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These Operators Pushed For Years. Finally, Commissioners Delivered.

Massachusetts Marijuana Delivery Operators, supporters, and advocates showed up in numbers at Thursday’s Cannabis Control Commission meeting in Worcester

Cannabis regulators vote to scrap “burdensome” “two-driver” rule. “We have met with delivery operators and couriers to truly understand. … It was a collaborative conversation.”

Lucky Green Ladies. Delivered. Rolling Releaf. Gas Bus. Zyp Run. Green Flash. Green Line. Blossom Flower. Your Green Package.

Those are not the names of superheroes, but on Thursday, some of the owners of those Massachusetts cannabis delivery businesses pulled off a heroic feat.

Together with friends and supporters, they made for a noticeable influx of in-person attendees at a Cannabis Control Commission meeting. Commissioner Nurys Camargo commented, “This is probably the biggest crowd we’ve had” in the Worcester office.

It was a long time coming. For years, people with these licenses have asked for changes, including to the rule that requires cannabis delivery companies to put two employees on the road together. Operators say they are already struggling due to excessive compliance among other factors, and argue that the two-agent stipulation is especially burdensome. Other changes they have pushed for, as operators wrote in a letter to the CCC in October, include: “deliveries to towns that do not allow for adult use retail; deliveries to hotels; [an extension of] the [Social Equity] exclusivity period for two to four additional years,” and adjustments that “allow delivery operators to repackage” cannabis, for example into smaller bags, as dispensaries are currently permitted to do.

There had been hints of progress on this front in the past, but efforts seemed to fizzle out. In August, it looked like delivery was about to get pushed to the back of a long line of other items again, after commissioners missed an opportunity to take it up due to internal squabbling. But tenacious owners kept applying pressure, and through a fall in which they had their hands full with other regulatory rewrites as well, CCC members nonetheless dove back into delivery.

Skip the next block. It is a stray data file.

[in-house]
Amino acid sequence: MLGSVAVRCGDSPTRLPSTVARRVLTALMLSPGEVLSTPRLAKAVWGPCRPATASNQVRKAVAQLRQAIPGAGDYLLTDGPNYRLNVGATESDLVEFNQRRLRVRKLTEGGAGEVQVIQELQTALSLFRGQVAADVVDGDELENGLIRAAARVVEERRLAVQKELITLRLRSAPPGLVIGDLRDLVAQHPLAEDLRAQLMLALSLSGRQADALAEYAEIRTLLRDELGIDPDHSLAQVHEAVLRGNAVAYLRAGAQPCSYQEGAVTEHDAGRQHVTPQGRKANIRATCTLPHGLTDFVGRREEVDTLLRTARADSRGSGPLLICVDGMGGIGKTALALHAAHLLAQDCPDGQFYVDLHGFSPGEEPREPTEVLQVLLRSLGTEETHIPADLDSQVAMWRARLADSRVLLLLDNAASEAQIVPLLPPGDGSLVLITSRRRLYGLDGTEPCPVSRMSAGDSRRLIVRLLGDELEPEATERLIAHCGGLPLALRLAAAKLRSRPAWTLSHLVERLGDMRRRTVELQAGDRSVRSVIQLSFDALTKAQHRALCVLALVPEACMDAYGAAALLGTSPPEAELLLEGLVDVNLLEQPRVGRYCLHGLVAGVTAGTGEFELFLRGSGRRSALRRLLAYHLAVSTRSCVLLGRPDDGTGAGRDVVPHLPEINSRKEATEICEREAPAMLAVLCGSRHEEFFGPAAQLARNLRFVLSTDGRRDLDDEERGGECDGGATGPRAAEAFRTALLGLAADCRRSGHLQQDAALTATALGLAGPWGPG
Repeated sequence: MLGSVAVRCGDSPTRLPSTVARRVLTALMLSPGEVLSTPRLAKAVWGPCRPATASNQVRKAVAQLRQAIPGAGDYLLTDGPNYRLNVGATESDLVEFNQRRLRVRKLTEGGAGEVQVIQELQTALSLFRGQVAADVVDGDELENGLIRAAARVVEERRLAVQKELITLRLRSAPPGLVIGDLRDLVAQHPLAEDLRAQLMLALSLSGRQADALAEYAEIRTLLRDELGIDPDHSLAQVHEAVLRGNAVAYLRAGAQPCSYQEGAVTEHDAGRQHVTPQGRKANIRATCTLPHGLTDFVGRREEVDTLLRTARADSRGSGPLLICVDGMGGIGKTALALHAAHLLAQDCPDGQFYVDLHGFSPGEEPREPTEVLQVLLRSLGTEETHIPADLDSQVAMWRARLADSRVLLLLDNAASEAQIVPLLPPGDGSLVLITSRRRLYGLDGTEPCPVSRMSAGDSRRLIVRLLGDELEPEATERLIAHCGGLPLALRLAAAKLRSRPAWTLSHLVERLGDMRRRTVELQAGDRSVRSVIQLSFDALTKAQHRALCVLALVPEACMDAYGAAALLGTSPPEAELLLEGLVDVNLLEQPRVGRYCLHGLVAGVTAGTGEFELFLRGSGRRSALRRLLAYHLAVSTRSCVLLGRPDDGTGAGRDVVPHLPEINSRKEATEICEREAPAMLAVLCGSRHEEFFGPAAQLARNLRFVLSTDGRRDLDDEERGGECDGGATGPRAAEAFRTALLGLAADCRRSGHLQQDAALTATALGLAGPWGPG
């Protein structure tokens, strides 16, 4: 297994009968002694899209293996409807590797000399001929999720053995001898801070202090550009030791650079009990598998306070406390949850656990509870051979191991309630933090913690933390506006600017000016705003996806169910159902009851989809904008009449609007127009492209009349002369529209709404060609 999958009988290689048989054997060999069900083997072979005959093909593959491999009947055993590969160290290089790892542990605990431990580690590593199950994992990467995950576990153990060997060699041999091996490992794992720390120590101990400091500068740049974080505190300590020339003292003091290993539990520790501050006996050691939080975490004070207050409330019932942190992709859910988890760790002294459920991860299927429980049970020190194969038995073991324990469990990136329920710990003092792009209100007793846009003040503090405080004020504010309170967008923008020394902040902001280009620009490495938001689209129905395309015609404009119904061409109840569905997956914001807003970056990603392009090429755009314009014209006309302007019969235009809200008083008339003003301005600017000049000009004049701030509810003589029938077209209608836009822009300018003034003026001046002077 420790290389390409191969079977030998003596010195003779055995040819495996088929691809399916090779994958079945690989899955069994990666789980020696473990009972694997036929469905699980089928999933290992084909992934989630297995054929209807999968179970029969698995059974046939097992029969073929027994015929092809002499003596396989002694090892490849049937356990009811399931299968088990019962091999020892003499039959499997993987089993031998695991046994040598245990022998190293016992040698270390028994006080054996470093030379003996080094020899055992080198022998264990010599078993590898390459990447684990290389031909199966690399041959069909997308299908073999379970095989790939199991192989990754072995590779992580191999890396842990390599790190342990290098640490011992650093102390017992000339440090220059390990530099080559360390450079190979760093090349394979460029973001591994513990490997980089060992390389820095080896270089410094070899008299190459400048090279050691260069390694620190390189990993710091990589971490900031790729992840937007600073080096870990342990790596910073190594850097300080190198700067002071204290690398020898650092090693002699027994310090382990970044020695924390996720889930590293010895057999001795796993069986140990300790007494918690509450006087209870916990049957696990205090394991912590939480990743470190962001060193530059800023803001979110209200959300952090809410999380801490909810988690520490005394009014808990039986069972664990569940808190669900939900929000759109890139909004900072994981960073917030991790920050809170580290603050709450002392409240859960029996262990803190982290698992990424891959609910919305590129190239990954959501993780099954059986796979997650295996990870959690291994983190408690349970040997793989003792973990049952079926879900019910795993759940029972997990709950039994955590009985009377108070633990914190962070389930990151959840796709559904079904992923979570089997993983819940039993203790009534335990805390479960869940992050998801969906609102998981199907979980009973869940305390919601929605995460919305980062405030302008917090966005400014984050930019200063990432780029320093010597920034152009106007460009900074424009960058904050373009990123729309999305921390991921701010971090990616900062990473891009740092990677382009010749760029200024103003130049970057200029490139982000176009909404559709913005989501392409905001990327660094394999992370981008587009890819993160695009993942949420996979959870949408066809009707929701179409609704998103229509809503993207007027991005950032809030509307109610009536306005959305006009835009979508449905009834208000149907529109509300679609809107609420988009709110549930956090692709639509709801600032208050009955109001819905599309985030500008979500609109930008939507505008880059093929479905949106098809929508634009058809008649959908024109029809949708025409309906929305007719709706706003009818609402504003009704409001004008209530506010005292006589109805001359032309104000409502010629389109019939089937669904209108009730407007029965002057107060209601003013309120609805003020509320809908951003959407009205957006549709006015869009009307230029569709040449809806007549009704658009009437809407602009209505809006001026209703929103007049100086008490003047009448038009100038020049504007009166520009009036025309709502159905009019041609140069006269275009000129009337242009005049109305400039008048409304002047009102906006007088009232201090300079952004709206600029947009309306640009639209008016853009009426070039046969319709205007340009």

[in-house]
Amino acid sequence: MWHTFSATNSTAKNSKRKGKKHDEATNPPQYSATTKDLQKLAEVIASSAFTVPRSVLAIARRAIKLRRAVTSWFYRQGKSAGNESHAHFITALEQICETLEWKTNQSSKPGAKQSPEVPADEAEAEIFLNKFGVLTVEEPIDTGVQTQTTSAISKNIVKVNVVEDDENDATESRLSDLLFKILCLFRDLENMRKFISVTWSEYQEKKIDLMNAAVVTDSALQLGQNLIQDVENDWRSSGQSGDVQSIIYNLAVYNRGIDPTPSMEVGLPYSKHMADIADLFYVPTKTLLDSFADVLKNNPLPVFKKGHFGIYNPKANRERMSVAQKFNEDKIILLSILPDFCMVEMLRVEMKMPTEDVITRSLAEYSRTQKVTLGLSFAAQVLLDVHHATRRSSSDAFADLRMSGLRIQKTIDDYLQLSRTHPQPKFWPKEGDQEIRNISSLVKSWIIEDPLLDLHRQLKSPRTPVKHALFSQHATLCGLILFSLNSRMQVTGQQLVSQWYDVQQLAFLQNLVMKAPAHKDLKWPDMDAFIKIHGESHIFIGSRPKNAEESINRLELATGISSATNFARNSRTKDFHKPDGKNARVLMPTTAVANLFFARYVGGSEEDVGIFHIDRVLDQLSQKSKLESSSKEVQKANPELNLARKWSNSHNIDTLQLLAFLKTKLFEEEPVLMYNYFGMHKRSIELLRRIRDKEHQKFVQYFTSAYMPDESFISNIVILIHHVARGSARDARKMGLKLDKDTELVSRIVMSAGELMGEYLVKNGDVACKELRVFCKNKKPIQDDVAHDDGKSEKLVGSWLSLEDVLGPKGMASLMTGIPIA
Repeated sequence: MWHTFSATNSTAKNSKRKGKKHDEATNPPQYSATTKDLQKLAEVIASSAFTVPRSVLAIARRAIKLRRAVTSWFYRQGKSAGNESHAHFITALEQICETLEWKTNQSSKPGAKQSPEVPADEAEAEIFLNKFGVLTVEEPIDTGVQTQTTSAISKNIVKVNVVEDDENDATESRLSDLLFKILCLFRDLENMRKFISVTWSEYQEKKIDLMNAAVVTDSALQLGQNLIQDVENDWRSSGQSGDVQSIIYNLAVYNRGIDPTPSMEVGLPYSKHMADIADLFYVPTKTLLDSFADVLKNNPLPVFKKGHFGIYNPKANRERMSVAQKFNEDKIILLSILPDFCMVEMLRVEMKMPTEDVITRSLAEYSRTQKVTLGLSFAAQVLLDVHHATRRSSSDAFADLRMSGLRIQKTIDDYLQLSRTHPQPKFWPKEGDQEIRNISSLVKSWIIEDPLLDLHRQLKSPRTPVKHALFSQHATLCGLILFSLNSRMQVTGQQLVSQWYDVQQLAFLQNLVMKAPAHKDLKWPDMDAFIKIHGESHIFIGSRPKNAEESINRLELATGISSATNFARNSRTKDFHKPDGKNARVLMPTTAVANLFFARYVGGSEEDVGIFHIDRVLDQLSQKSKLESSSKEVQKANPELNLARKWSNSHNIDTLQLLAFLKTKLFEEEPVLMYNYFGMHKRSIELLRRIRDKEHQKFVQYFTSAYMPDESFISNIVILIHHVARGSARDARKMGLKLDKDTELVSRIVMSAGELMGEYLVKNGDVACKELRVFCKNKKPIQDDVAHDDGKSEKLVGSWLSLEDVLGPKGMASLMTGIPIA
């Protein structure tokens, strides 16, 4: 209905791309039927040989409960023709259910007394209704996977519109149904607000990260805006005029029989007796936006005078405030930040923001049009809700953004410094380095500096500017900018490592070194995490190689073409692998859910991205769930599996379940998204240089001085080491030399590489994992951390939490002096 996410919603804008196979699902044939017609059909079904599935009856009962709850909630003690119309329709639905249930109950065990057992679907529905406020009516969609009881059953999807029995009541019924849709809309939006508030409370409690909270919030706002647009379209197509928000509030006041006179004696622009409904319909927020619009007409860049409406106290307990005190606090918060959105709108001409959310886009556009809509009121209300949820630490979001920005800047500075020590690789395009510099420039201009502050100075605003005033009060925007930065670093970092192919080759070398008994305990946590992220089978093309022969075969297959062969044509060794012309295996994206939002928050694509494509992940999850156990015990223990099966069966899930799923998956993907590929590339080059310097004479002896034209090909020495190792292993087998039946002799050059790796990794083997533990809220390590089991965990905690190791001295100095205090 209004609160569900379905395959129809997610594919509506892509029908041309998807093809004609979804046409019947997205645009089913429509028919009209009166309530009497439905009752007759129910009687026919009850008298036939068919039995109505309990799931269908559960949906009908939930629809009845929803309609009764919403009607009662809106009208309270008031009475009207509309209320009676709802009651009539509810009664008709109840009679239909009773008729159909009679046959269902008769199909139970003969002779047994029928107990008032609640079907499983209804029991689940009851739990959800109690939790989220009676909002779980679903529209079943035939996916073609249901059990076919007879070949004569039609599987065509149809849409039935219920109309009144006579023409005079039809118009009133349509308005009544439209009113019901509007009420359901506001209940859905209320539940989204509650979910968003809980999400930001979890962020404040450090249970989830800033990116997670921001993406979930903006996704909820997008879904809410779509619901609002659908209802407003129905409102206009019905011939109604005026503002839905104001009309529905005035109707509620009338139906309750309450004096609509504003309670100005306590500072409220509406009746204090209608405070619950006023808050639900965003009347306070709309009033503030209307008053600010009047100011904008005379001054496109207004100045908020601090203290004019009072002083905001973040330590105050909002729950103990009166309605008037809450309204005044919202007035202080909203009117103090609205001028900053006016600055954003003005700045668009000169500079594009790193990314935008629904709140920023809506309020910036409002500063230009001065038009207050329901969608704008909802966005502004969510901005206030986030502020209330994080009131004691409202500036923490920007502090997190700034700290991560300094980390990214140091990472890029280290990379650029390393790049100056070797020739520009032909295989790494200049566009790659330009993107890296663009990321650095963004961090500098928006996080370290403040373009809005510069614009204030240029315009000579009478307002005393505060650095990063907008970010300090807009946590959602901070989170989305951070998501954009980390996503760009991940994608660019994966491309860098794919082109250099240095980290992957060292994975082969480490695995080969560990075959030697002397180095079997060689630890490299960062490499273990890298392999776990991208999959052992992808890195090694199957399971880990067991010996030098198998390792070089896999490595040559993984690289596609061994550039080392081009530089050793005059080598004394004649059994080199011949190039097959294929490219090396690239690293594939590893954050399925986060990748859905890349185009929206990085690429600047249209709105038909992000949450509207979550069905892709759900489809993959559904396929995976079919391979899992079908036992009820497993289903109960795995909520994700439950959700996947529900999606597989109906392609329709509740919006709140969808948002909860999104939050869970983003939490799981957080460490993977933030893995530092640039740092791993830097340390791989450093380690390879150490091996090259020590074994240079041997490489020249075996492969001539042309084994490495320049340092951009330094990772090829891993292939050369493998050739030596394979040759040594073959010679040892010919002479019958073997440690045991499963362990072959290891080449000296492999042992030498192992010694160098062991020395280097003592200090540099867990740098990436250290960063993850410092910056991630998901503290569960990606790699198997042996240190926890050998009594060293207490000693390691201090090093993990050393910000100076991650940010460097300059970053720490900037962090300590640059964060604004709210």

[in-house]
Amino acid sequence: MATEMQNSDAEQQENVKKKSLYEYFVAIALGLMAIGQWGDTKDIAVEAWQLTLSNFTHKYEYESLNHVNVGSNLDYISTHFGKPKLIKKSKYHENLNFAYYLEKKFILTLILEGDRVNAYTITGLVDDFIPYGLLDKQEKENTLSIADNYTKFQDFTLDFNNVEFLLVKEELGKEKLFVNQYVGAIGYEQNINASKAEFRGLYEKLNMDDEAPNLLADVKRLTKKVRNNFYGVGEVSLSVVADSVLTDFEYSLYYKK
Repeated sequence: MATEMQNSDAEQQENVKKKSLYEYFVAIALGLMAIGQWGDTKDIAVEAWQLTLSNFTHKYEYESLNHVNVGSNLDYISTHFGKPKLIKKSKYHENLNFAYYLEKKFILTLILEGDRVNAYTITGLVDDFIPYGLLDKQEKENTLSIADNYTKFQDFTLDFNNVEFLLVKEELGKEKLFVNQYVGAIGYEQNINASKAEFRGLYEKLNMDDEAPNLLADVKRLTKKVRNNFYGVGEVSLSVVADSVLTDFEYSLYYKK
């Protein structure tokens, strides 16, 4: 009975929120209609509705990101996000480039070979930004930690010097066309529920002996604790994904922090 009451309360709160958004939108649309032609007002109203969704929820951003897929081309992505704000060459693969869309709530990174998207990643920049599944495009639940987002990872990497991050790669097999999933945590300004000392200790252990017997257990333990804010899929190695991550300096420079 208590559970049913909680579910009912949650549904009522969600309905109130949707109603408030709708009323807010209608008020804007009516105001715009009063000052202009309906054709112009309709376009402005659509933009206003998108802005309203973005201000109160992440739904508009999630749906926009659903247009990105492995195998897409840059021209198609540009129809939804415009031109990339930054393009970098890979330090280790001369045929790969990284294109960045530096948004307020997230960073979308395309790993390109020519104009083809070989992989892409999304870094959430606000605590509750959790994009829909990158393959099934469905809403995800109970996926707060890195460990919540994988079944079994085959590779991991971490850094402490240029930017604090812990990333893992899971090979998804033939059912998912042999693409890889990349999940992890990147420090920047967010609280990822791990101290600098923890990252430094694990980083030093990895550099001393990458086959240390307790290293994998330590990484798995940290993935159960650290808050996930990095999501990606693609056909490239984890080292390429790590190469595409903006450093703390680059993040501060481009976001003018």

“Delivery … means something, and it’s important that we get it right,” acting Chair Ava Callender Concepcion said at Thursday’s meeting. “It’s important that we are … listening to the people doing the work.”

Unique to the Massachusetts industry, Marijuana Delivery Operator and Courier licenses (which differ from each other in how holders are made to store and distribute products) were created exclusively for Social Equity and Economic Empowerment applicants. There are currently 20 Delivery or Courier establishments up and running out of 600 Marijuana Establishments that commenced operations in Mass as of Dec. 1. Many of those digital doorstep distributors are facing significant cost burdens, while more than 250 other applicants in their categories are still behind them at different stages of the punishing licensing process.